In the early 1980s, there were several radical farm groups that had organized to prevent the loss of farms. The groups had different prescriptions for how to solve the problems of agriculture, but they shared a belief that farmers weren’t to blame for their problems. Instead, these groups blamed a conspiracy of powerful national and international groups — like Jews or Masons — who were trying to take over the food system.
Arthur Kirk denied that he was a member of any of these groups, but he did have literature from some and had stockpiled over 25 guns, a gas mask, and an Army helmet in his house. Some investigators believed that Kirk belonged to the Posse Comitatus, a militant organization whose members were linked to tax resistance and violence.
We do know that Kirk had attended at least one meeting of the National Agricultural Press Association, a group of farmers who were looking at the U.S. Constitution for protection against foreclosure. Kirk filed a lawsuit acting as his own attorney arguing that all loans written after 1974 were invalid because the contracts violated the federal Truth-in-Lending Act.
Judge Warren Urbom, U.S. District Court, District of Nebraska.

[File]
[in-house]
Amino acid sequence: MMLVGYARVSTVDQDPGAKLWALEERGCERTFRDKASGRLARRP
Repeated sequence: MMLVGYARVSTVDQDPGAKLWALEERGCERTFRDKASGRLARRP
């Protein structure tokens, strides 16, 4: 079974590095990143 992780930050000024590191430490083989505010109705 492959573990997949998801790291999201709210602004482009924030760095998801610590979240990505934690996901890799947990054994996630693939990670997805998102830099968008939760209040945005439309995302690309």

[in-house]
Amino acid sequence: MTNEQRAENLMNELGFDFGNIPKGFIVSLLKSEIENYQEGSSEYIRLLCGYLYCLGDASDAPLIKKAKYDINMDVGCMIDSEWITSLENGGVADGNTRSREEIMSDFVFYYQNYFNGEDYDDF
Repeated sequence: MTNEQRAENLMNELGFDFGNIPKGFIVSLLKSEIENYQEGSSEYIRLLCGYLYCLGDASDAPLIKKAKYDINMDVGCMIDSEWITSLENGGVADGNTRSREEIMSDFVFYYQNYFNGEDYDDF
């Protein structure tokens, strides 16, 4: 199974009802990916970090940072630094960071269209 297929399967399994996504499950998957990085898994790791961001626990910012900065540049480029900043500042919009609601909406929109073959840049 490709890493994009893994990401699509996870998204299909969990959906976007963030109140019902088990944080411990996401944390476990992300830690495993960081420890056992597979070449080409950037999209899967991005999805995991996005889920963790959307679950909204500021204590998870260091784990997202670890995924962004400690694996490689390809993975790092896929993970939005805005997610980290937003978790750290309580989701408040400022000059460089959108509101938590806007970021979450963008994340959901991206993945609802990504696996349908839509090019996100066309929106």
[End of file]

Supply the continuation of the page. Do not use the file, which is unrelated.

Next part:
Courtesy U.S. Government
The suit was very similar to almost 40 others filed that year by farmers in Nebraska. These suits also demanded millions of dollars in damages. But Judge Warren Urbom wrote in July that Kirk’s case was "utterly lacking in merit, as I have repeatedly said in similar cases."
Kirk was also active in Nebraskans for Constitutional Government and the National Commodity and Barter Exchange, groups that advocated unconventional legal and constitutional schemes to solve financial problems.
The radical measures advocated by these groups was a measure of the desperation that farmers felt in the face of the farm crisis. There were a lot of farmers who seemed to agree with the views of the radicals.
Colonel Elmer Kohmetscher, Superintendent of the Nebraska State Patrol.
Courtesy Nebraska State Government
Nebraska State Patrol Superintendent Elmer Kohmetscher said that year that Nebraska was probably home to a considerable number of radicals who were heavily armed and potentially dangerous. These radicals posed a potential threat to both the police officers and the general public.
Kohmetscher said an investigation in the North Platte area in 1983, for example, showed that at least 23 people had bought fully automatic weapons that had no real use in hunting. One man alone bought eight Uzi machine guns that could be converted to fully automatic with very little effort.
Officials did not know where Arthur Kirk bought his guns, but the growing numbers of high-power weapons worried many. As the farm crisis grew more desperate, people worried that more violence would follow.